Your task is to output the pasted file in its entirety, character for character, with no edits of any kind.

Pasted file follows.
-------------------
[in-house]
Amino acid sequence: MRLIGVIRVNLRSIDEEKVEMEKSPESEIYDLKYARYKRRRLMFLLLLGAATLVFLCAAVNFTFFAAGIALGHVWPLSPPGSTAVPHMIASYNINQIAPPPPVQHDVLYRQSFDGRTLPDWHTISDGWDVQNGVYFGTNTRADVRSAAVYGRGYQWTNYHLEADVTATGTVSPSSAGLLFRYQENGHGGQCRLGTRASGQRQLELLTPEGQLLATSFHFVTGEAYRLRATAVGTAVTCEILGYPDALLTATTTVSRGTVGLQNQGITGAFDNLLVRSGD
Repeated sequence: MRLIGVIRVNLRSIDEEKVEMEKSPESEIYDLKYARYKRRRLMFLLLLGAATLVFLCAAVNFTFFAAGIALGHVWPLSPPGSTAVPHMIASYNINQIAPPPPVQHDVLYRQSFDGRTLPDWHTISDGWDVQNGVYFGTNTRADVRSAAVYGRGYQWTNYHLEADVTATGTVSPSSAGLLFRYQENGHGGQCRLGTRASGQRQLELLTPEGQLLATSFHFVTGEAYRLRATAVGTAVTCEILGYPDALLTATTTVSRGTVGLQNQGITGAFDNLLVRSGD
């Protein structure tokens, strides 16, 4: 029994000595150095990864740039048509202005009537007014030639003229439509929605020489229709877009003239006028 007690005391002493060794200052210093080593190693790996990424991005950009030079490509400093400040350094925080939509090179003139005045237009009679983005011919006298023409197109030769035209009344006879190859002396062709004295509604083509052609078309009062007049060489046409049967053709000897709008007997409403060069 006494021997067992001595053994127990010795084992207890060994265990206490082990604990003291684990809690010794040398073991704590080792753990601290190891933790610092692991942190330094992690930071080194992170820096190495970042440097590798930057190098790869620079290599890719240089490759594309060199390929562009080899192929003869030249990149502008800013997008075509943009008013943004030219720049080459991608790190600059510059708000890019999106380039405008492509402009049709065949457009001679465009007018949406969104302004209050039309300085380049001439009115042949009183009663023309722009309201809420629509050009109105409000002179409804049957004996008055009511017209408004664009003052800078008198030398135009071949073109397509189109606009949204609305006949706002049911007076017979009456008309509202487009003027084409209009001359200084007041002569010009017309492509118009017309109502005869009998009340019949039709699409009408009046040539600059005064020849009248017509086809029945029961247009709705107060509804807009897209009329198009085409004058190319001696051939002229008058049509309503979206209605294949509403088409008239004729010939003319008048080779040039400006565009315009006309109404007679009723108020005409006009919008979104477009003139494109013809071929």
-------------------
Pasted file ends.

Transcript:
[in-house]
Amino acid sequence: MRLIGVIRVNLRSIDEEKVEMEKSPESEIYDLKYARYKRRRLMFLLLLGAATLVFLCAAVNFTFFAAGIALGHVWPLSPPGSTAVPHMIASYNINQIAPPPPVQHDVLYRQSFDGRTLPDWHTISDGWDVQNGVYFGTNTRADVRSAAVYGRGYQWTNYHLEADVTATGTVSPSSAGLLFRYQENGHGGQCRLGTRASGQRQLELLTPEGQLLATSFHFVTGEAYRLRATAVGTAVTCEILGYPDALLTATTTVSRGTVGLQNQGITGAFDNLLVRSGD
Repeated sequence: MRLIGVIRVNLRSIDEEKVEMEKSPESEIYDLKYARYKRRRLMFLLLLGAATLVFLCAAVNFTFFAAGIALGHVWPLSPPGSTAVPHMIASYNINQIAPPPPVQHDVLYRQSFDGRTLPDWHTISDGWDVQNGVYFGTNTRADVRSAAVYGRGYQWTNYHLEADVTATGTVSPSSAGLLFRYQENGHGGQCRLGTRASGQRQLELLTPEGQLLATSFHFVTGEAYRLRATAVGTAVTCEILGYPDALLTATTTVSRGTVGLQNQGITGAFDNLLVRSGD
């Protein structure tokens, strides 16, 4: 029994000595150095990864740039048509202005009537007014030639003229439509929605020489229709877009003239006028 007690005391002493060794200052210093080593190693790996990424991005950009030079490509400093400040350094925080939509090179003139005045237009009679983005011919006298023409197109030769035209009344006879190859002396062709004295509604083509052609078309009062007049060489046409049967053709000897709008007997409403060069 006494021997067992001595053994127990010795084992207890060994265990206490082990604990003291684990809690010794040398073991704590080792753990601290190891933790610092692991942190330094992690930071080194992170820096190495970042440097590798930057190098790869620079290599890719240089490759594309060199390929562009080899192929003869030249990149502008800013997008075509943009008013943004030219720049080459991608790190600059510059708000890019999106380039405008492509402009049709065949457009001679465009007018949406969104302004209050039309300085380049001439009115042949009183009663023309722009309201809420629509050009109105409000002179409804049957004996008055009511017209408004664009003052800078008198030398135009071949073109397509189109606009949204609305006949706002049911007076017979009456008309509202487009003027084409209009001359200084007041002569010009017309492509118009017309109502005869009998009340019949039709699409009408009046040539600059005064020849009248017509086809029945029961247009709705107060509804807009897209009329198009085409004058190319001696051939002229008058049509309503979206209605294949509403088409008239004729010939003319008048080779040039400006565009315009006309109404007679009723108020005409006009919008979104477009003139494109013809071929």